The need to have Arjuna’s thick skin

The need to have Arjuna’s thick skin

In 1988, as young Sanjeeva Ranatunga returned home from Sri Lanka Under-19 trials, his elder brother Arjuna inquired how he was shaping up? “I am doing okay, but you must come and take a look at this black bugger from down south.

He can hit the ball a mile with little effort,” Sanjeewa had said. The next day Arjuna went for the Under-19 trials at NCC and was truly amazed at the potential he saw. Not only did that youngster go onto represent Sri Lanka in the inaugural ICC Under-19 World Cup in Australia, he also went onto become Sri Lanka’s most successful captain ever.  Sanath Jayasuriya is his name.

In a day and age when the national cricket team depended heavily on players from Colombo, we wonder whether the selectors would have reached out their arms to the little heard St. Servatius College, Matara – the alma mater of Jayasuriya, if not for the intervention of Arjuna. We need not remind anyone that Arjuna had substantial influence over the selections, it was ‘My way or the highway.’  

Arjuna made sure that Jayasuriya made his Sri Lanka debut a mere year after his trip with the Under-19 side. All wasn’t tickety-boo earlier on in Sanath’s career. The stats suggest so. But once Arjuna had taken you under his wings, you were going to be his baby. No harm was going to come your way.

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The numbers are simply stunning. It took Jayasuriya four years to make his maiden ODI fifty. It was 39 games after he had made his debut. His left-arm spin wasn’t great either as it had only fetched 27 wickets after the first 39 games.

Many doubted whether the investment was worth it, but Arjuna was convinced that he was doing the right thing. Jayasuriya matured with age and experience and eventually turned out to be the team’s most valuable player and its best match winner. His ferocious hitting, cunning left-arm spin and electric fielding made him an indispensable member of the Sri Lankan side. He went on to become one of the greatest all-rounders to play the game. But would all this have been possible without Arjuna?

Jayasuriya wasn’t the only player that Arjuna handpicked and backed, no matter what. Picking talent early is a skill and persevering with those talents despite hard times requires conviction and a bit of thick skin, especially in this day and age of social media.

The three best talents to emerge in recent times are – Kusal Mendis (23), Niroshan Dickwella (24) and Dhananjaya de Silva (26). All three have come up with match-winning contributions at some point in their careers. For the next 12 years, this trio will form the core group of the Sri Lankan side, but at various times, authorities have meddled with these promising careers.

Mendis’ axing for the tour of India was reasoned out well, but we wonder whether the communication was done properly because when Mendis returned, he looked to have lost some confidence.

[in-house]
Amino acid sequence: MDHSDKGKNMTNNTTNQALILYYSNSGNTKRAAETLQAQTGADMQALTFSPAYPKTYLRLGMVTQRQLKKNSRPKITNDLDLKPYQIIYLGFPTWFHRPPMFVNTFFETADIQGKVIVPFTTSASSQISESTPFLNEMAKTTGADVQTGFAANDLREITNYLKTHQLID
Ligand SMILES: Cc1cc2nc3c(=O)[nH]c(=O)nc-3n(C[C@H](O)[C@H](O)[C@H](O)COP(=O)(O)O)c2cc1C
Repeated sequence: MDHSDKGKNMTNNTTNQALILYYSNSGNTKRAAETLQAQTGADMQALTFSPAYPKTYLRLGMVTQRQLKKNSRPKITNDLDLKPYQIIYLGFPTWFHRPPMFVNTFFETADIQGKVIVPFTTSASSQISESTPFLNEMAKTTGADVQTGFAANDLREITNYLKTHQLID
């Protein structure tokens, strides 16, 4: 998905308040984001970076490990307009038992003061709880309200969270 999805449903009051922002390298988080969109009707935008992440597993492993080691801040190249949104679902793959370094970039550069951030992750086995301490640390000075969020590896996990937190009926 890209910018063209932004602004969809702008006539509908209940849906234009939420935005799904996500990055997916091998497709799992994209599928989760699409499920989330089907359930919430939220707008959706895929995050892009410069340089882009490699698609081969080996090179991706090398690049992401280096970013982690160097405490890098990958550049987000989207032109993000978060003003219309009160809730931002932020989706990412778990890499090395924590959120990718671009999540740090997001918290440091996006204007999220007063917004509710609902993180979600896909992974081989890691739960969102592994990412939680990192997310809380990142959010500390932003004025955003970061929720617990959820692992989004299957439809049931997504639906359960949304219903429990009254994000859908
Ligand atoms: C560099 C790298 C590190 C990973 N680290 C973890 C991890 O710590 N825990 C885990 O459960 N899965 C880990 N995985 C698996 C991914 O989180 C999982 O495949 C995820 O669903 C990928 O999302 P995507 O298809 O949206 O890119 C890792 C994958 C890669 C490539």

Dickwella is the latest casualty. First, he was axed from the Nidahas Trophy and now it appears as if he has been demoted from the position of the 1st choice wicketkeeper in the Test side with skipper Dinesh Chandimal set to take the gloves.

Dickwella has done little wrong behind the stumps. He is among the three best wicketkeepers in the country. He may have disappointed you having not gone onto get big runs after solid starts, but you have got to pick him for his character. There aren’t very many players in the world who will scoop Mohammad Shami over fine-leg for six or tell Virat Kohli to get lost.

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The drama that Dickwella put up in Kolkata last November was a treat to watch and Kohli himself lauded the youngster. “I liked Dickwella’s competitiveness. He is someone who takes a lot of pride in his cricket. I am impressed with what I have seen so far of him. He has got great ability to do something very special for Sri Lankan cricket,” Kohli said.

All in all, his stats aren’t bad either. Dickwella’s specialty is his unpredictability. He puts bowlers under tremendous pressure. In UAE last year, as Sri Lanka ended Pakistan’s unbeaten run, Dickwella was a consistent performer, finishing the series with 196 runs in four innings with an average of 65. There’s the occasional moment of madness like when he sledged Yasir Shah in Urdu.  As long as nothing personal is said, little banter should be fine.

If handled properly, Dickwella can go onto become a successful Sri Lankan captain. His captaincy record at school is quite unique as he won the league, one-day competition, T-20 tournament and the Big Match with Trinity College. No other captain has managed four trophies in a season. Captaining school and the country are vastly different things, but you sensed what he is capable of after that tense Delhi match last year.

A fine rearguard action saw Dickwella add an unbroken 95 runs for the sixth wicket with Roshen Silva. There was a sigh of relief when the two batsmen kept the Indian spinners at bay and ensured a draw. As the batsmen were retreating to the pavilion, speaking to Sanjay Manjrekar, Dickwella went onto say that if Dhananjaya de Silva hadn’t had to retire hurt, Sri Lanka would have rewritten the record books by chasing down a target of 410 runs.

It was not tongue in cheek stuff. He means what he says. Roshen Silva, his partner during the stand confirmed. “Dikka wanted to go for the target. We had to score 117 runs in 50 minutes and he said let’s do history here. Let’s go for it.”

Thankfully, Roshen with over 100 First Class games and having seen funnier things happen in sport, kept his composure. “I told him that drawing a game in India is good enough. ‘Cricket is a funny game. Let’s close shop here.”

Someone with Arjuna’s thick skin should back Dickwella.